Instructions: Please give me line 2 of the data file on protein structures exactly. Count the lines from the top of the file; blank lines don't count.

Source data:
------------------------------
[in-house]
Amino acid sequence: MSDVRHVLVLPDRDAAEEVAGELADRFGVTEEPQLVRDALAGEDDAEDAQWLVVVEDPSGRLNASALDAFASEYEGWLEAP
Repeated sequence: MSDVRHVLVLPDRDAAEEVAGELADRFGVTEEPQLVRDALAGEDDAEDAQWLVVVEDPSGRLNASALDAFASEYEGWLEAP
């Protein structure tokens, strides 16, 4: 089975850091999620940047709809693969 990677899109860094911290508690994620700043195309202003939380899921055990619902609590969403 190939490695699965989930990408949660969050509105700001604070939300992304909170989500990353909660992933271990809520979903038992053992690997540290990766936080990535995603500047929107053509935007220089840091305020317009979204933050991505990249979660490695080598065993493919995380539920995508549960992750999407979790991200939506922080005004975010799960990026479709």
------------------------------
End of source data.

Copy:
Amino acid sequence: MSDVRHVLVLPDRDAAEEVAGELADRFGVTEEPQLVRDALAGEDDAEDAQWLVVVEDPSGRLNASALDAFASEYEGWLEAP